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Basal body temperature is the lowest temperature attained by the body during rest (usually during sleep). It is generally measured immediately after awakening and before any physical activity has been undertaken, although the temperature measured at that time is somewhat higher than the true basal body temperature. In women, ovulation causes an increase of one-half to one degree Fahrenheit (one-quarter to one-half degree Celsius) in basal body temperature (BBT); monitoring of BBTs is one way of estimating the day of ovulation. The tendency of a woman to have lower temperatures before ovulation, and higher temperatures afterwards, is known as a biphasic pattern. Charting of this pattern may be used as a component of fertility awareness.

Hormonal causes of biphasic patterns

The higher levels of estrogen present during the pre-ovulatory (follicular) phase of the menstrual cycle lower BBTs. The higher levels of progesterone released by the corpus luteum after ovulation raise BBTs. The rise in temperatures can most commonly be seen the day after ovulation, but this varies and BBTs can only be used to estimate ovulation within a three day range.[1]

If pregnancy does not occur, the disintegration of the corpus luteum causes a drop in BBTs that roughly coincides with the onset of the next menstruation. If pregnancy does occur, the corpus luteum continues to function (and maintain high BBTs) for the first trimester of the pregnancy. After the first trimester, the woman's body temperature drops to her pre-ovulatory normal as the placenta takes over functions previously performed by the corpus luteum.

Very rarely, the corpus luteum may form a cyst. A corpus luteum cyst will cause BBTs to stay elevated and prevent menstruation from occurring until it resolves, which could take weeks or months.

While trying to conceive

Regular menstrual cycles are often taken as evidence that a woman is ovulating normally, and irregular cycles is evidence she is not. However, many women with irregular cycles do ovulate normally, and some with regular cycles are actually annovulatory or have a luteal phase defect. Records of basal body temperatures can be used to accurately determine if a woman is ovulating, and if the length of the post-ovulatory (luteal) phase of her menstrual cycle is sufficient to sustain a pregnancy.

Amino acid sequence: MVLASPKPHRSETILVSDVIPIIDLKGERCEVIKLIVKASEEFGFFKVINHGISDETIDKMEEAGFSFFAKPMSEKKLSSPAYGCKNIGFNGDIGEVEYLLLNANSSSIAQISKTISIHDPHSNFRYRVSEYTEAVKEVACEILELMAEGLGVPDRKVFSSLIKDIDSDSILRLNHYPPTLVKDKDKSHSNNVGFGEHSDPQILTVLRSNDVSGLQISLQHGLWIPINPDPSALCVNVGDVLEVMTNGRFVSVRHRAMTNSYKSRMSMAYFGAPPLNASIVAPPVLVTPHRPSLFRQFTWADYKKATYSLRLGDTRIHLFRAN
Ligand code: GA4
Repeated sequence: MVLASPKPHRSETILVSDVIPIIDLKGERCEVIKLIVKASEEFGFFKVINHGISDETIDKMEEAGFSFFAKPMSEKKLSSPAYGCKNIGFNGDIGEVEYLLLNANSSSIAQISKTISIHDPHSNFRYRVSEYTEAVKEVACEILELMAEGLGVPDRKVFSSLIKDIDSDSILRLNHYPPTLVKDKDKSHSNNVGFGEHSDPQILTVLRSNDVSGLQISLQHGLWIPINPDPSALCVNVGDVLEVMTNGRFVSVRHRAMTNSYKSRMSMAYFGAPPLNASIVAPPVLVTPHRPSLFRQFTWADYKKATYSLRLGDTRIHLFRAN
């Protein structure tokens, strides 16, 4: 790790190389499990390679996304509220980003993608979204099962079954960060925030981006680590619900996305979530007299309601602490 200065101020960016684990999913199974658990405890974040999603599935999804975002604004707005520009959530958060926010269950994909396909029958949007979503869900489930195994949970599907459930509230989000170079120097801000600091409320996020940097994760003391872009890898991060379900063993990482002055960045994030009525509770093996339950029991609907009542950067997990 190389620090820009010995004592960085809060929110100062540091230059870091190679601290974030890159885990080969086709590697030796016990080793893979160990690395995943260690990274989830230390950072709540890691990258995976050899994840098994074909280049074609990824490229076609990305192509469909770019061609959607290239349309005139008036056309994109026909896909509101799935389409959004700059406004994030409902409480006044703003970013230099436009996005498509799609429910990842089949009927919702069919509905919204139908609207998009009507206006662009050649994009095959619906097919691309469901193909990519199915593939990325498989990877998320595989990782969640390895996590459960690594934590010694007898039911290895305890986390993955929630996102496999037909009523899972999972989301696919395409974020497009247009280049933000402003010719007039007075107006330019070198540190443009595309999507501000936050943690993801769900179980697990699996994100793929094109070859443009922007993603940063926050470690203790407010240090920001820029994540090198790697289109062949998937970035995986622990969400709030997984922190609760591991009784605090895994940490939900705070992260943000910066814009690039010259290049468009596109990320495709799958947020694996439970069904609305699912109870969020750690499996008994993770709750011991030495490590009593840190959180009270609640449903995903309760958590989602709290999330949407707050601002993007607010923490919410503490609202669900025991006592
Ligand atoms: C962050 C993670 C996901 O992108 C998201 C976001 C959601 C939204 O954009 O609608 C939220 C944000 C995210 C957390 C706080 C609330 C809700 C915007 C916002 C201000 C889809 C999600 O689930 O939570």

Pregnancy tests are not accurate until 1-2 weeks after ovulation. Knowing an estimated date of ovulation can prevent a woman from getting false negative results due to testing too early. Also, 18 consecutive days of elevated temperatures means a woman is almost certainly pregnant.[2]

Tracking basal body temperatures are a more accurate method of estimating gestational age than tracking menstrual periods.[3]

While avoiding pregnancy

Charting of basal body temperatures is used in some methods of fertility awareness, and may be used to determine the onset of post-ovulatory infertility. However, BBTs only show when ovulation has occurred; they do not predict ovulation. Normal sperm life is up to five days,[4] making prediction of ovulation several days in advance necessary for avoiding pregnancy. BBT methods often use a rule similar to that of calendar-based methods to determine the beginning of the pre-ovulatory fertile phase.

Measurement

Glass fever thermometers typically have markings every 0.2ºF (0.1ºC). Basal thermometers require accuracy of at least 0.1ºF (0.05ºC), so special glass basal thermometers are sold separately from glass fever thermometers. All digital thermometers generally read to at least 0.1ºF (0.05ºC) and so are suitable for monitoring basal temperatures. Some digital thermometers are marketed as "basal thermometers" and have extra features such as a larger display, expanded memory functions, or beeping to confirm the thermometer is placed properly. Some fertility monitors determine the fertile and infertile portions of the menstrual cycle by interpreting basal body temperature records.

References

  1. Kippley, John; Sheila Kippley (1996). The Art of Natural Family Planning, 4th Edition, 72,298–299, Cincinnati, OH: The Couple to Couple League.
  2. Weschler, Toni (2002). Taking Charge of Your Fertility, Revised Edition, New York: HarperCollins.
  3. Weschler, pp.3-4,155-156, insert p.7
  4. Weschler, p.374


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